Incentivizing conservation agriculture has been a concept developing in to practical application for some time. So how to further advance an ecosystem marketplace and potential value and benefits to both producers and the environment?
“If you’re going to make meaningful contributions to carbon sequestration, water quality, reductions in agriculture use of water, water conservation measures, sewal health, all of those themes, you have to incentive create the opportunity for that to occur on private lands,” said Natural Resources Conservation Service Active Associate Chief, Kevin Norton.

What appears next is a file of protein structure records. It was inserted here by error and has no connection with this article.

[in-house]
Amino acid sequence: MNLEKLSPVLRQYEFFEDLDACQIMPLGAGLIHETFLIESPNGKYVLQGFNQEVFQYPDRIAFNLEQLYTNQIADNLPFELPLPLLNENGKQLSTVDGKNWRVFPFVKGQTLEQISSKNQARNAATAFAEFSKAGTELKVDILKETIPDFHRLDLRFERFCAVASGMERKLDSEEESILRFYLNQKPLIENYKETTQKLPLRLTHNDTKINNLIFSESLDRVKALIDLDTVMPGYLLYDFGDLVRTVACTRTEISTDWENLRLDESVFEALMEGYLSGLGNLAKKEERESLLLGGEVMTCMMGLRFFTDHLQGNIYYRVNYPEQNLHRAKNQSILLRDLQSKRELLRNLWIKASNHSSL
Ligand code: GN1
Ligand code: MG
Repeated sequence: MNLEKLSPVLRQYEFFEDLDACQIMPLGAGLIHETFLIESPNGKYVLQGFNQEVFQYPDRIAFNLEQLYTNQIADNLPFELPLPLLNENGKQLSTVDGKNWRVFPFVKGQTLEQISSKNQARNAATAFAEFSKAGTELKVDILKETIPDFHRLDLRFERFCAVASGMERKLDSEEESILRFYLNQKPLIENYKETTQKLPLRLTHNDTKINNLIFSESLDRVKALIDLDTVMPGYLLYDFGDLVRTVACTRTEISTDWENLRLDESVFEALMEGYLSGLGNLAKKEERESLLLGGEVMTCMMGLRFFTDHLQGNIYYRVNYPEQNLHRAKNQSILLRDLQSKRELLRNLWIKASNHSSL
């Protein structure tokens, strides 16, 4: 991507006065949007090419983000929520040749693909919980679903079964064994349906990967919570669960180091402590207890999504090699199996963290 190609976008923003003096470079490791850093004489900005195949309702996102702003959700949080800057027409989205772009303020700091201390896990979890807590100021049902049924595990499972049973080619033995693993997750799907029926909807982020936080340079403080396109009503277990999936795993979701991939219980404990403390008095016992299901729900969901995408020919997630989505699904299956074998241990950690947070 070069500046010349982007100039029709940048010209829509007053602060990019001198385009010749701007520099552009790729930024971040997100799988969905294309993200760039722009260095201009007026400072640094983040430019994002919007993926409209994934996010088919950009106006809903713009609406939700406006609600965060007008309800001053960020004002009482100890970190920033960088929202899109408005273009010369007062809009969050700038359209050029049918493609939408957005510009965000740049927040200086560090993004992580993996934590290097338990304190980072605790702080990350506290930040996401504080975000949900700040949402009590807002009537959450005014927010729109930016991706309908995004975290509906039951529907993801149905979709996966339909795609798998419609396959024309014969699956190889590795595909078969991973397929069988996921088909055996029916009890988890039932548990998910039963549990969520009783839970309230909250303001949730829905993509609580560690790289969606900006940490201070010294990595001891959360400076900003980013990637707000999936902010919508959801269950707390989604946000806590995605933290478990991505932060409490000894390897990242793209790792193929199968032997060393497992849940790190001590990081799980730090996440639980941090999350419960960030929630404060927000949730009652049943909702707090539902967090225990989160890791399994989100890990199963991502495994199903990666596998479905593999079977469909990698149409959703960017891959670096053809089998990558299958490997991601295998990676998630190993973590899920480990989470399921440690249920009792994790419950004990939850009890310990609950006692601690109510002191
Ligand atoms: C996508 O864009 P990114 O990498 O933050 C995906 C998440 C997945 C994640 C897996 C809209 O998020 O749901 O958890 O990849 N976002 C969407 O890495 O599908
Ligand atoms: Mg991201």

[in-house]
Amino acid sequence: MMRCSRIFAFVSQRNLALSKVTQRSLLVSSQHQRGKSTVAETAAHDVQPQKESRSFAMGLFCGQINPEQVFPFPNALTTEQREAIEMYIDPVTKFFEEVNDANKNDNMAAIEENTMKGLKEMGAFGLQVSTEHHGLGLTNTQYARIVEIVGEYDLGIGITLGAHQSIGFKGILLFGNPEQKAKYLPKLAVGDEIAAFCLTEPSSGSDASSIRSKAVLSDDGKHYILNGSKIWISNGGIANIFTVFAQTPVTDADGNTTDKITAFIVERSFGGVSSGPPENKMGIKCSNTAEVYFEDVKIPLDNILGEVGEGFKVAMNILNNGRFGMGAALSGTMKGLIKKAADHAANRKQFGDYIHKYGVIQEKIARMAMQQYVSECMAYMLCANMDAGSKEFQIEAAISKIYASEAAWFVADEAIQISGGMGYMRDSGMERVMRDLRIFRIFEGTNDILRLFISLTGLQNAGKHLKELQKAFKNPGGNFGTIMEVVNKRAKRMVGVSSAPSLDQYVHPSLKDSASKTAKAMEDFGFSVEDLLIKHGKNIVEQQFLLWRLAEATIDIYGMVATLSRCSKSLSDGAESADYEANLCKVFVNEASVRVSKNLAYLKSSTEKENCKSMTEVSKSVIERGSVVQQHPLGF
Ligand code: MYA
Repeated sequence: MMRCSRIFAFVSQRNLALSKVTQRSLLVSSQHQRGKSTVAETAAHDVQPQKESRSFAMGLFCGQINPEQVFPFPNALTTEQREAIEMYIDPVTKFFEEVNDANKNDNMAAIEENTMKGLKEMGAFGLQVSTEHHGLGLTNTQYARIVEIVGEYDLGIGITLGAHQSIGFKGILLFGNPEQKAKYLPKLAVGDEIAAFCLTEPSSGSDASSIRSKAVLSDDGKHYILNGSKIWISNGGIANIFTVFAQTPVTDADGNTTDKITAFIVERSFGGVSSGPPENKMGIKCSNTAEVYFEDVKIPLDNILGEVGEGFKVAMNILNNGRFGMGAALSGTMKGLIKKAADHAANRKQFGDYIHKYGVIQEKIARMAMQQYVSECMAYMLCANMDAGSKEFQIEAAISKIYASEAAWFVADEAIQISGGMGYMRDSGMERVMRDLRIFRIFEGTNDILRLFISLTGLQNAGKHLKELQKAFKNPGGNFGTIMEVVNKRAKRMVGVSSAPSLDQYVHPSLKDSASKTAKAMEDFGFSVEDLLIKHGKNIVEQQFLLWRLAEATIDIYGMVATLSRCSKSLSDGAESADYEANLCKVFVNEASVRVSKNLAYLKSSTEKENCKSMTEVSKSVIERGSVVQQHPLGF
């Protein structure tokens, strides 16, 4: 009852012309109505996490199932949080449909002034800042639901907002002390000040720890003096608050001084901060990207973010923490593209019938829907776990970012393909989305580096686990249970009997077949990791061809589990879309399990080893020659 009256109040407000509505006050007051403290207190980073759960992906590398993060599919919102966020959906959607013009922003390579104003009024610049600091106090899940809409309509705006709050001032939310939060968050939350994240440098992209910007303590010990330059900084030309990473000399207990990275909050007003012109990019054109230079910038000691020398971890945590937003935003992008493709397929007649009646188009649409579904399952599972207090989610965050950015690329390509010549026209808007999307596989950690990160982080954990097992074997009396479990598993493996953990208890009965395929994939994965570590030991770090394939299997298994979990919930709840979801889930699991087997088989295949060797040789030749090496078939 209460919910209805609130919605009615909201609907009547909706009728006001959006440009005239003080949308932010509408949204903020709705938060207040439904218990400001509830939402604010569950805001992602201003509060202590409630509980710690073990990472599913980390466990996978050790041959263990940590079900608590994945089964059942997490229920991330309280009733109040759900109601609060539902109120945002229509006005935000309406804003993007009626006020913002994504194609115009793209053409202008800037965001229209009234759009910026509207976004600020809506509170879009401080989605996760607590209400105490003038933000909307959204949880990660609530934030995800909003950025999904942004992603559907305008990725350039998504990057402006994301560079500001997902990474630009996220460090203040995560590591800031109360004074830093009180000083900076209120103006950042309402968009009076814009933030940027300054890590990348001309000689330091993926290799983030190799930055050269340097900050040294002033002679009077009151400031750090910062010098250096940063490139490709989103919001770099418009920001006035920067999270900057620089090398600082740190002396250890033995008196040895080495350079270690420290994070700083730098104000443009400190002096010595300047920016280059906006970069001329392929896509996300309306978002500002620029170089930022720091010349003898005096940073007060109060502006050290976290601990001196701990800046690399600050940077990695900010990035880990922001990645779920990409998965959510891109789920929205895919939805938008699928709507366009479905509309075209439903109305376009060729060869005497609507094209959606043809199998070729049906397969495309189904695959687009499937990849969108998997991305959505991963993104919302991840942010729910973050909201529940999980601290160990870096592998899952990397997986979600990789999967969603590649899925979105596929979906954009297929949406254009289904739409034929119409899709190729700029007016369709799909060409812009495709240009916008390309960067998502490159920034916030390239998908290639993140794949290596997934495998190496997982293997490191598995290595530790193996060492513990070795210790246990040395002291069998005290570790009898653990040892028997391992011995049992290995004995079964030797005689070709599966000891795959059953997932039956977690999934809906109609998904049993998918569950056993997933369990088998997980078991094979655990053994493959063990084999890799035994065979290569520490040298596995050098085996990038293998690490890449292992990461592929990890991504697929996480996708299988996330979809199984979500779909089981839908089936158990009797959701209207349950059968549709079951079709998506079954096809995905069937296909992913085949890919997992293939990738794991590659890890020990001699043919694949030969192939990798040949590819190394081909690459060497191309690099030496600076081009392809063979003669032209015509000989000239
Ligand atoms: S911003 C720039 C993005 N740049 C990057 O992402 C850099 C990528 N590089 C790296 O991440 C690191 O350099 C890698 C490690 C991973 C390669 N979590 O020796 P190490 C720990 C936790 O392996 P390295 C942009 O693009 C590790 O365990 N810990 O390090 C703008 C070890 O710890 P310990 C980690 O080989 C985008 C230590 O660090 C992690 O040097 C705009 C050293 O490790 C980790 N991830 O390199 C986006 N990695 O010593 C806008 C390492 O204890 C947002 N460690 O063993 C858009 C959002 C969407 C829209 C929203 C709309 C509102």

Among those discussing the topic at a recent farm foundation forum. Norton said no matter the conservation model or tools used, producers must understand both economic and environmental value and benefits are measured in the long term.
“It may not be a value that it realized in this year,” Norton added. “Some of the conservation benefits starts today but it accrues over multiple years.”
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